You're going to get a wide variety of answers there… because not everyone defines "pitch" and "chip the same way. I can "pitch" an 8I and it will roll out really far. Especially if the green slopes away from me or something.

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Practice? Sure - practice everything! But when you play...

...a while back, I was really struggling to hit my 58.  So I decided to commit to it for a year whenever I played. Unless a shot absolutely required something different, I just hit 58 whenever I got close to the green.  Ugly at first, but now I'm a lot more comfortable with the 58.  Not saying it's a good plan, but it helped me learn to hit a club that I had been avoiding, and it helped me learn to hit it a variety of situations. I did the same thing with my 52 and 54 (not for a full year though). Recently, I've been trying to work with clubs up through my 7-iron near the green. But I haven't fully committed to that yet.

That said, I still have a long way to go and a lot to learn - you'd be much better off listening to someone who knows what they're talking about!

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I primarily use my 54* degree SW for most standard pitch shots. When I need to account for uphill or a slightly tighter lie I drop to a 50*. Lately I have found some myself in a few bare lies short sided that I even gear down to a 8 iron and hit a bump and run instead of getting too cute. So the short answer is to learn the a reliable pitching technique and a play with standard face, cut, front of stance and back, then grab some different clubs and hit some shots. Once you get a feel for it, you can get really creative. The other day I had a shot 30 yards into the green from a bare lie under a tree limb to an elevated green. I hit a back foot 8 iron pitch that hit into the hill and toppled on the green. I had never hit that shot before but I had a putt that saved my par. 

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I hit chip shots with the irons in my set, generally 7-PW, but I have chipped with a 4-iron before. Sometimes I will also chip with a hybrid (at least I think it's a chip) if the ball is in rough near the green and sitting in the grass in a way that I feel like I need a little pop to get the ball going. I rarely hit pitch shots with the irons in my set - something about the way the clubs are shaped that doesn't give me confidence for this shot.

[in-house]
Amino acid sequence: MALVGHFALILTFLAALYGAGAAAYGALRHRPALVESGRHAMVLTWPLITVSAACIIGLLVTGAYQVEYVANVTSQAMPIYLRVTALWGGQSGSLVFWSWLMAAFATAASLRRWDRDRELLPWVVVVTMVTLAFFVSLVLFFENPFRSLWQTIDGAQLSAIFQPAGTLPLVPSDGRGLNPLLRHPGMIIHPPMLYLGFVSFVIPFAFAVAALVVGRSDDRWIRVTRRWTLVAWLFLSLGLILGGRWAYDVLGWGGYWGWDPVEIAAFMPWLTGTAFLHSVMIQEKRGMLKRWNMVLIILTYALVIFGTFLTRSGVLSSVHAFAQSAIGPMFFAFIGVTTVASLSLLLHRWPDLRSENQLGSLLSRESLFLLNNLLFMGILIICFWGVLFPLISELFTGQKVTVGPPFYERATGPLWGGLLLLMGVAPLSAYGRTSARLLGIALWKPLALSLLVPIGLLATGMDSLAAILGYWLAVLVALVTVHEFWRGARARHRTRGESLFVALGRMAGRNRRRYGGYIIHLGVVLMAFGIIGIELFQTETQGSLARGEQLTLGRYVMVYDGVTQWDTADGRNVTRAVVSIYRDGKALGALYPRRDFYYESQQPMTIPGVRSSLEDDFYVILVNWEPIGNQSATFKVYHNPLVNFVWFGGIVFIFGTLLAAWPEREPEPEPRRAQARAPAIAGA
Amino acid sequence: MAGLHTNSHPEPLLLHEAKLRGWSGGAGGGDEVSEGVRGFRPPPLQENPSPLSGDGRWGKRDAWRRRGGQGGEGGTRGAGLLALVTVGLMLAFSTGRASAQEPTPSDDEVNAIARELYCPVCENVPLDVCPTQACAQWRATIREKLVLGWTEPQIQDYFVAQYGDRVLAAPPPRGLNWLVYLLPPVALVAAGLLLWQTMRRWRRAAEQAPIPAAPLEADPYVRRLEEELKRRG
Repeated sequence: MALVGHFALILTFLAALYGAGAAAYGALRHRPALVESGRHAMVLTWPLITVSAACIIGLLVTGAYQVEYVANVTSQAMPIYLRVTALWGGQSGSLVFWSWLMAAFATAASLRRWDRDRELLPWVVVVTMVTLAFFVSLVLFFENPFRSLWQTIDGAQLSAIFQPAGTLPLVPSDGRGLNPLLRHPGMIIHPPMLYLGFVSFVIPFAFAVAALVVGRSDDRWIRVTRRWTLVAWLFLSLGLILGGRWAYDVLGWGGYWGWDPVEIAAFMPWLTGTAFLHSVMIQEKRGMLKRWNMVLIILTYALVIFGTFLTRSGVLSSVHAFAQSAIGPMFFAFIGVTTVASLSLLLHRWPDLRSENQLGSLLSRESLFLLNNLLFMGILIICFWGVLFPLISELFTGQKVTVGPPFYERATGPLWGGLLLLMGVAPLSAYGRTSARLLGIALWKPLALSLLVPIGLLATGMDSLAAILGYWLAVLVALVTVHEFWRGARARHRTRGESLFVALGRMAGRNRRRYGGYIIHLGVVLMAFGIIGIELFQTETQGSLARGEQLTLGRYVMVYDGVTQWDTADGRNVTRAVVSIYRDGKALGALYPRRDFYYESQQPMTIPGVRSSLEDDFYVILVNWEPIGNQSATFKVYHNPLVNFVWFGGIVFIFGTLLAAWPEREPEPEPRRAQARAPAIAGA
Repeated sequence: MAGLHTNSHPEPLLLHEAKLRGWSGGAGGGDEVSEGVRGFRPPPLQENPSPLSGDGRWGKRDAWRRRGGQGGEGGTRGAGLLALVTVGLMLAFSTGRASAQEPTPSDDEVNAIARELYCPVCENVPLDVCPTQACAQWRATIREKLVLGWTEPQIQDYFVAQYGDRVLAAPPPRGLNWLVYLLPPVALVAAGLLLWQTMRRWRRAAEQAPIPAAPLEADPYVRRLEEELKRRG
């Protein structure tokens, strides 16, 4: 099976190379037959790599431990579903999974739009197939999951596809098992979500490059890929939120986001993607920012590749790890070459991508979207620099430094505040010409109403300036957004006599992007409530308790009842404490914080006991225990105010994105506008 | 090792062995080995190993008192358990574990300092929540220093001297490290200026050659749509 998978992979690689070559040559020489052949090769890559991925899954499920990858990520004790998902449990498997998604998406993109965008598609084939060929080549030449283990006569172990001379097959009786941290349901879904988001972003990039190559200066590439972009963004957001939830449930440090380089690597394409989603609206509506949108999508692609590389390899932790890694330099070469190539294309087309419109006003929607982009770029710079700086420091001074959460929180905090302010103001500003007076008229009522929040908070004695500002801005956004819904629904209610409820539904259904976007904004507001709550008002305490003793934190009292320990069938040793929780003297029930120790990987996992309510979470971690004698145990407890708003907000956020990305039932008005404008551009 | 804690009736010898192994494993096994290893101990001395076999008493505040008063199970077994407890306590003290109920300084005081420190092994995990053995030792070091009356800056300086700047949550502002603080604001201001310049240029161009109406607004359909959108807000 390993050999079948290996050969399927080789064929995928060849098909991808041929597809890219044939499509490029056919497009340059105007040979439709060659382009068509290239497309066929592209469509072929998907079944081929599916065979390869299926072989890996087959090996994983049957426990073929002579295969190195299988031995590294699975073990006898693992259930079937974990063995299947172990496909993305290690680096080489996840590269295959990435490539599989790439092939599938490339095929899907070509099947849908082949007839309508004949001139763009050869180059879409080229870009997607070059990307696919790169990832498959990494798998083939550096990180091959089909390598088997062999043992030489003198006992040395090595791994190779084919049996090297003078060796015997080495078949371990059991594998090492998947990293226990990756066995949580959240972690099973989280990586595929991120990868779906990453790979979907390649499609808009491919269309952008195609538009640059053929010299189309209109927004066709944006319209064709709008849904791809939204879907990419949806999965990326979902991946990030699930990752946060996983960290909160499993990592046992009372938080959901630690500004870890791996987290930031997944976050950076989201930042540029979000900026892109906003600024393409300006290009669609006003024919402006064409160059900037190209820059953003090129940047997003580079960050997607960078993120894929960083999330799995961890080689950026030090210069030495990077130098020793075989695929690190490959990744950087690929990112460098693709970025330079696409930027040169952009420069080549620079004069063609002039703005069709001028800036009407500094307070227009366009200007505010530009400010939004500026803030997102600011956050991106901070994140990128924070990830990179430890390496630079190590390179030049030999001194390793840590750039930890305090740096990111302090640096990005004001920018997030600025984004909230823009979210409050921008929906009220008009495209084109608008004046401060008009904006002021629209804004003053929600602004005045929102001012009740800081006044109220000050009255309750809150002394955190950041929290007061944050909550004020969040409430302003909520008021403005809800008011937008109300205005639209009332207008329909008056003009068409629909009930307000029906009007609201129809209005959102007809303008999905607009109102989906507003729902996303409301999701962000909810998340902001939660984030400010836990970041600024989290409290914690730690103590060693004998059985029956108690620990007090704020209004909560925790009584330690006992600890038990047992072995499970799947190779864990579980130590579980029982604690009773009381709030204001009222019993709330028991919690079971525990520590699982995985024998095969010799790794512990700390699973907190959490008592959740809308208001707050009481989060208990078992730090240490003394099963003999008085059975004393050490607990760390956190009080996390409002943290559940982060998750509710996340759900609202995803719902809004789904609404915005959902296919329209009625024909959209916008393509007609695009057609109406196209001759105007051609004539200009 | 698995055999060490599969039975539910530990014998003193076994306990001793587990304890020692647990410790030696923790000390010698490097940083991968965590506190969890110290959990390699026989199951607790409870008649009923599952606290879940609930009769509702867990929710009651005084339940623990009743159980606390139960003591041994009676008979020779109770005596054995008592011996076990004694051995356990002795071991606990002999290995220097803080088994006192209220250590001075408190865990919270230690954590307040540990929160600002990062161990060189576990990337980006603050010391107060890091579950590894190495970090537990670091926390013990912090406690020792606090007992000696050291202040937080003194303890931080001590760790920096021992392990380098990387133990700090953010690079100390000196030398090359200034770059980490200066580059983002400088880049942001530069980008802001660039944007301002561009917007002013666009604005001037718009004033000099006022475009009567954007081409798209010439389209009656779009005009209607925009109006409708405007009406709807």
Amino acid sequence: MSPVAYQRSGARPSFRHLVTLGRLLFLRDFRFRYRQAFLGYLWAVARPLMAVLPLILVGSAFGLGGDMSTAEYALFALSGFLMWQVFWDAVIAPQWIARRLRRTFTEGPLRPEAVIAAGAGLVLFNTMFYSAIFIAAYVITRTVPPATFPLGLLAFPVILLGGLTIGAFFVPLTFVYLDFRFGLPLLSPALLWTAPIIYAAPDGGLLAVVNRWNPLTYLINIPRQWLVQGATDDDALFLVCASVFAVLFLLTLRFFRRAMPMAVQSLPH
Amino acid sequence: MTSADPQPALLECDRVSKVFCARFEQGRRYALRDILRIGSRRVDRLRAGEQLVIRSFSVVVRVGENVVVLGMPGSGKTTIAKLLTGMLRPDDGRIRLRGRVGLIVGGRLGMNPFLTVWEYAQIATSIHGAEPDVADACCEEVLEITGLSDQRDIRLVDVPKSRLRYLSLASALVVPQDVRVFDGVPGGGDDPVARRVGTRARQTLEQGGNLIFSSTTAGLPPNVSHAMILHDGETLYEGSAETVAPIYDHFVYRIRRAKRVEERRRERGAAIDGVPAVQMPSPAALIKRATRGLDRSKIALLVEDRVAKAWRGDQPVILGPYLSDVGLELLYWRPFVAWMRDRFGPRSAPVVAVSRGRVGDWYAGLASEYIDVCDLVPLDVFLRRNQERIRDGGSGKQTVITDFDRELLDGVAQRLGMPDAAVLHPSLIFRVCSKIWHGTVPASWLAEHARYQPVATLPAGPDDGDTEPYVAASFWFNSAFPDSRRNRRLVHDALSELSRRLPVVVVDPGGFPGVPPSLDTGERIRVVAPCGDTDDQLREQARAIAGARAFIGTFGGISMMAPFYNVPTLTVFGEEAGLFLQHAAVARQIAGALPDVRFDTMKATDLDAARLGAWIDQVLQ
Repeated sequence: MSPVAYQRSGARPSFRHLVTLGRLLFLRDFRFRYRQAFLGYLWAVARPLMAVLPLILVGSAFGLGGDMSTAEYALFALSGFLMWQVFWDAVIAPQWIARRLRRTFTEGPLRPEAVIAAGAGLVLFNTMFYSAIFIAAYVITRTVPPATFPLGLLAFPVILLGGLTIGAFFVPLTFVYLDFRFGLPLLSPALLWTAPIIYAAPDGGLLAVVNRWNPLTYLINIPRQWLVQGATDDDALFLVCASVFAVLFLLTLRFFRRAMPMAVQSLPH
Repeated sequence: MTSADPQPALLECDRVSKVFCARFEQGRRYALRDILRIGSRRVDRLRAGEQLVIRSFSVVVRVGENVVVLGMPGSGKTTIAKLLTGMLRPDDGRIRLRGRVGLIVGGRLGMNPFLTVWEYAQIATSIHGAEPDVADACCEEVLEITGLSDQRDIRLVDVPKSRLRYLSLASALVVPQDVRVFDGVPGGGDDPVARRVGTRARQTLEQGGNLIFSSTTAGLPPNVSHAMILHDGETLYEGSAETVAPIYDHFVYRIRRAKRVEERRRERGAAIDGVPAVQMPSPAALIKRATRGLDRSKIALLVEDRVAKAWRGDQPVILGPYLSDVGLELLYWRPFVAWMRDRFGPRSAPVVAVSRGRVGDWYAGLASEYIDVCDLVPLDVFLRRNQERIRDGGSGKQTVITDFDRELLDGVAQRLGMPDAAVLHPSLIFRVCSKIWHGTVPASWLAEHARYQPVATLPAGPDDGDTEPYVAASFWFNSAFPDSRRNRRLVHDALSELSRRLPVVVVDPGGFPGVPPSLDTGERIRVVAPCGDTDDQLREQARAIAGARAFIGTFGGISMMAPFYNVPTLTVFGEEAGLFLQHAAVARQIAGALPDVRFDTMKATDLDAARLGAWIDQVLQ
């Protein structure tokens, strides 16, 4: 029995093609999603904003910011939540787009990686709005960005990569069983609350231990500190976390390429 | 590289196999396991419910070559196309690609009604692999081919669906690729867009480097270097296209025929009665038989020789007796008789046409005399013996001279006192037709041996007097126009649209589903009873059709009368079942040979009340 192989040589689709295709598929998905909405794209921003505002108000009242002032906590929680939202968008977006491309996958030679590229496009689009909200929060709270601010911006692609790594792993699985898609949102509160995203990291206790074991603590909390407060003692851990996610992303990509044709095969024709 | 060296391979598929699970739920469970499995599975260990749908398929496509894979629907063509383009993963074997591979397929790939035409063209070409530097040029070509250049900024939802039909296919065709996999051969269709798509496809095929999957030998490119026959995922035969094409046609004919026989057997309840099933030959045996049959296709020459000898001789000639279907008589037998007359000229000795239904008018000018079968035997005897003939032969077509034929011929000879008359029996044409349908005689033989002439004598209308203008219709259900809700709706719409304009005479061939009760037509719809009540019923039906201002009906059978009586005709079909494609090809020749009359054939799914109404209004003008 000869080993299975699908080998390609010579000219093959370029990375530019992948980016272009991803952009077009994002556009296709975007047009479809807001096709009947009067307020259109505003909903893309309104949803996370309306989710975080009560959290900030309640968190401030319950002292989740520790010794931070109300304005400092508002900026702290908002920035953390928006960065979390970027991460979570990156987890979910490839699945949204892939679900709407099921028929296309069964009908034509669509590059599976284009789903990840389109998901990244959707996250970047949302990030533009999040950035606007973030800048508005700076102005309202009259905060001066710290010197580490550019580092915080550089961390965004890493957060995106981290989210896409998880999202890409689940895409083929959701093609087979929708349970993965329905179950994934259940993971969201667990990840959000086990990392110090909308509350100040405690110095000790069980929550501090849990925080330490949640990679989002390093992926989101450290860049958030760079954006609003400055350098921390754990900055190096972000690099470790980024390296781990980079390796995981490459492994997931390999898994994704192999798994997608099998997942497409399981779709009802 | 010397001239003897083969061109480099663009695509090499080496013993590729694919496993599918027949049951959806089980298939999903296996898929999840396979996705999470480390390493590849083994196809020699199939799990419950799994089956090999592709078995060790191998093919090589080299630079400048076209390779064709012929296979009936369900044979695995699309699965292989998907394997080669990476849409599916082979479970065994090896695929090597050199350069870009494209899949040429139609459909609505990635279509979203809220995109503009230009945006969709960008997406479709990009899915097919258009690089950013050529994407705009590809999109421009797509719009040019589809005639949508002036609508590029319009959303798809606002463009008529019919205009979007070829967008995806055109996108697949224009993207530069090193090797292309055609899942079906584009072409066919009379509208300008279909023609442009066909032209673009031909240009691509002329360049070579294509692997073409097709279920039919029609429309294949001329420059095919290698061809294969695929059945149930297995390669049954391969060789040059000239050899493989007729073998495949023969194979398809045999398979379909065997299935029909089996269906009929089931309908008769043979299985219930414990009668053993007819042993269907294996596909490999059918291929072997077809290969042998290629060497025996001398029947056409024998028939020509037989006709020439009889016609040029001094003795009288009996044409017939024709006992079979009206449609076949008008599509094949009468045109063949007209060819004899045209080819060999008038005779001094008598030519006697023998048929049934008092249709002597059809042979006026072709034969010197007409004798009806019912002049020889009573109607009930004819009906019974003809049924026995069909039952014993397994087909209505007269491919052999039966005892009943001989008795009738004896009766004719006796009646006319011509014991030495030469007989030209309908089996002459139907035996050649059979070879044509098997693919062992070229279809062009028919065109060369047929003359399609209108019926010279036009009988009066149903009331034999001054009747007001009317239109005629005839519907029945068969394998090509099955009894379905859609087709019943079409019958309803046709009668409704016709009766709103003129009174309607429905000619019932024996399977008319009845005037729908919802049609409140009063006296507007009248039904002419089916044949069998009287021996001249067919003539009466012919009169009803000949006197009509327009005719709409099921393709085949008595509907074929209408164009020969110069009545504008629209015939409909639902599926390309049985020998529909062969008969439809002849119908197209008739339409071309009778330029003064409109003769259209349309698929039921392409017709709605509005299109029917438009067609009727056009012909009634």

I usually hit pitches and chips with my 50 degree wedge, probably 50/50 breakdown.

I use my 55 degree wedge and 60 degree wedge almost exclusively for pitch shots.

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Over the years I have chipped in with an 8 iron far more than any other club in the bag. It just fits for me (Using old school club lofts) for most bump and run shots. And for some reason I will eschew the 9 iron and go straight to the PW if I need a bit more carry. But pitching in is a different game, and my club mix in the bag is considerably different than it was 20-40 years ago when I ( and most golfers)had a pitching wedge and a sand wedge, Period.  usually like a 48 degree pitch and 54 degree sand iron. Now I usually carry 46, 50, 54  & 58 degree wedges, with the bounce varying from with the 54 always being high bounce and the lob wedge being mid or low bounce for hard sand and hardpan. To me in the two most lofted wedges  grind is important, because they are the ones I will open up around the green to manufacture shots, whilst the pitch and gap wedges are used with a square face.

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I generally pitch with my sand wedge although I will pitch with less lofted clubs if it makes sense.  For instance, if the landing area for a pitch is the upslope and there is a flat area before the upslope and especially if there is a downslope leading to that flat area.  This is about managing misses.  If you fly the SW too far, it lands on the plateau (where the pin is) and you are toast.  If you select the right club, say a 9 iron or pw, and land it in the flat area, you would bounce a few times and hopefully snuggle up to the hole.  If you do not hit the 9 iron well enough, it will land on the downslope and it probably will still roll up the slope and rest on the plateau.  Maybe TMI or cowardly but if greens are fast with a lot of swales and hills, it can make a lot of sense.  Of course, one can always chip.

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First of all I have to say I concur the definition of Chip and Pitch is not precise and therefore some caution reading advice is advised.  I personally, and I'm not a pro, I never pitch a ball if there is a viable chip shot possible.  Hitting high lofted clubs off of tight lies with less than a full swing isn't something I do well.   Much easier, for me anyway, to just let the ball run if that is possible.  I try to use different clubs, normally a 6I to PW, depending upon distance and conditions, as this seems to allow me to use the same swing thought, more or less anyway.  I find this easier to do than adjusting the swing using a single club for all chips.  So, my advice is, pick a shot you're confident you can do, not what you think you ought to do.